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Last week, I discussed The Logistics of Online Discussions, how I set up discussions and why I use the techniques that I do, in response to a question from a colleague in South Carolina. Even the most perfect technology and logistics fail if you do not ask the right questions, though. That’s why this week I turn my focus to the prompts I use for online discussions.
Using the Discussions for Introductions
I usually begin each course with an assignment that asks students to write biographical profiles. Students post their work in the online forum so that everyone in the class can read everyone else’s profile. One of my underlying goals for the Professional Bio Assignment Professional Bio Assignmentis to help students build community. Without this activity, students only see one another’s names in the discussion forum. I hope they will learn a bit more about each other, and they can look back to read more details later as they discuss other topics.
Using the Discussions for Peer Review
I ask students to post their rough drafts for their major projects in the discussion forum as well. Canvas has a slick feature that assigns partners for peer review, so I can automatically arrange peer review with little effort on my part. Before Virginia Tech adopted Canvas, I used a strategy that Bedford/St. Martin's Nick Carbone Nick Carbonetaught me: I instruct students to look through the forum and provide feedback to one student whom no one has replied to and a reply to another student who has received only one response. Responses from me don’t count. This process works smoothly, too.
The additional benefit of having the peer review work done in the online forum is that all the students in the course have access to all of the drafts that have been turned in. Seeing how 21 other people have completed an assignment helps students think about new strategies they can try and new content they can add.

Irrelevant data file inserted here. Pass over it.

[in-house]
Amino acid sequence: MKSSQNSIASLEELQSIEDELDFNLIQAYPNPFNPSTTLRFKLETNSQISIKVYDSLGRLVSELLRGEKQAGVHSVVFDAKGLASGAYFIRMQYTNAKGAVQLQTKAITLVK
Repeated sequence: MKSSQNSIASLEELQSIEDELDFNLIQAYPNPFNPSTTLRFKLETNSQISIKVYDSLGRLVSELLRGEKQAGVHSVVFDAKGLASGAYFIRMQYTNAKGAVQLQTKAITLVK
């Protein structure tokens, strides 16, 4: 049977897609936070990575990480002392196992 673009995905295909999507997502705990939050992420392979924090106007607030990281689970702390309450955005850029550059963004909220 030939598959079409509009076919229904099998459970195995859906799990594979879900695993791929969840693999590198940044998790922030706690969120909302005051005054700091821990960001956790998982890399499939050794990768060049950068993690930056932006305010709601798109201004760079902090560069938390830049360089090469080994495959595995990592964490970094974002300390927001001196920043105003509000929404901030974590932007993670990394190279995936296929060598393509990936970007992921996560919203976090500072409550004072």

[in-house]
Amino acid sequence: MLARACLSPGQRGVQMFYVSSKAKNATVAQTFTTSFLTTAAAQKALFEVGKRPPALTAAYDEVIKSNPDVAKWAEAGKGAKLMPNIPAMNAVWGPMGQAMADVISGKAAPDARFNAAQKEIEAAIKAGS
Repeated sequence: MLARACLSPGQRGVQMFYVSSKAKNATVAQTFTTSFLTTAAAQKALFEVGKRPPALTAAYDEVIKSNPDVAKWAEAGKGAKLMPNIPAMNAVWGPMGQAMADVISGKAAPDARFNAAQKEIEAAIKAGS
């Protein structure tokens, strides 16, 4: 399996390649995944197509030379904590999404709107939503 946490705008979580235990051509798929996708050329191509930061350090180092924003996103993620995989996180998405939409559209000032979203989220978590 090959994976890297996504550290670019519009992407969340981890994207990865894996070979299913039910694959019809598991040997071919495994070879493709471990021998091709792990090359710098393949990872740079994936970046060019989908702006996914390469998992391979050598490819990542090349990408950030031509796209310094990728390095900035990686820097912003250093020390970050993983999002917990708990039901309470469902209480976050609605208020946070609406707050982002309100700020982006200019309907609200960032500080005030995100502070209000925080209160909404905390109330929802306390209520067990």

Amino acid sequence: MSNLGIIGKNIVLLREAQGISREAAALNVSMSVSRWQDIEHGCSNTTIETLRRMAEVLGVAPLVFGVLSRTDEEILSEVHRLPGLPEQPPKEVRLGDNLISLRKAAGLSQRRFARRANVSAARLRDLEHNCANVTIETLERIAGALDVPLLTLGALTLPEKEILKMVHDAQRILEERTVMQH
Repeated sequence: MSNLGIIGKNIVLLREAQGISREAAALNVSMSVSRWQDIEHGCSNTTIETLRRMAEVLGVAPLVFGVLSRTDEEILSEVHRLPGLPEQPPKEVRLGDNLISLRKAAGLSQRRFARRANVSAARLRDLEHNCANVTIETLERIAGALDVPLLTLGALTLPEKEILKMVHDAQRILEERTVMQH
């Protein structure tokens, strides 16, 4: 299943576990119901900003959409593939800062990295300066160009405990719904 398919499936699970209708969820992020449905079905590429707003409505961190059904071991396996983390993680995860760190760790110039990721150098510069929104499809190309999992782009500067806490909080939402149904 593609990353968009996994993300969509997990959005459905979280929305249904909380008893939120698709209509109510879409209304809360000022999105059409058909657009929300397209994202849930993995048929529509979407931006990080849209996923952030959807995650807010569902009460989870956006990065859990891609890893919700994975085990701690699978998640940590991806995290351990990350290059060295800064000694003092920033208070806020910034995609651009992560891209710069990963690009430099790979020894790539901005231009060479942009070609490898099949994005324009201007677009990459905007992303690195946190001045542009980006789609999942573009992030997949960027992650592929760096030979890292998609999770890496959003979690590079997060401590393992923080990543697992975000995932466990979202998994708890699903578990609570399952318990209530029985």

Further, I can point students to one another’s drafts to demonstrate strengths. If one student is struggling with using specific details, I can ask her to read the draft of another and look for how details are used. This practice allows me to share an authentic model while also praising the author of the model. In cases where several students in the class are working on the same issue, I have shared a student sample with everyone in the class by pointing to the draft in the online forum.
Using Discussions to Explore Issues and Ethics
Finally, I use the discussion forum to carry on the discussion of issues and strategies that are typical for the writing classroom. For the forum prompts, I borrow from the textbook when I can. I'll take an exercise from the end of a chapter and turn it into a discussion prompt that students will respond to. While I copy over the question from the e-text (and usually edit it), I do not copy over the sample work that sometimes accompanies it. Instead I ask students to look it up in their copy of the textbook.
I also have forum questions that share links to related writing advice and examples of texts that are similar to what they are writing, and I ask them to discuss what they see and what they can take away. For instance, for the bio assignment I mentioned above, I give students links to the biography pages of local businesses and various campus groups to analyze:
In addition to discussion of examples and writing strategies, I ask students to consider a series of ethics situations, which I wrote about last year (). I ask students first to indicate how they would respond to the situation and then to explain their position. The situations lead to some lively conversations, since every student has an opinion and there is no clear right or wrong answer.
If you use online forums in your class, whether it’s face-to-face, hybrid, or online, please tell me about the strategies that you use in the comments below. What discussion prompts have worked best for you? Have you had prompts that bombed? Let me hear from you!
[Photo: Yuppie? by JeffK, on Flickr]
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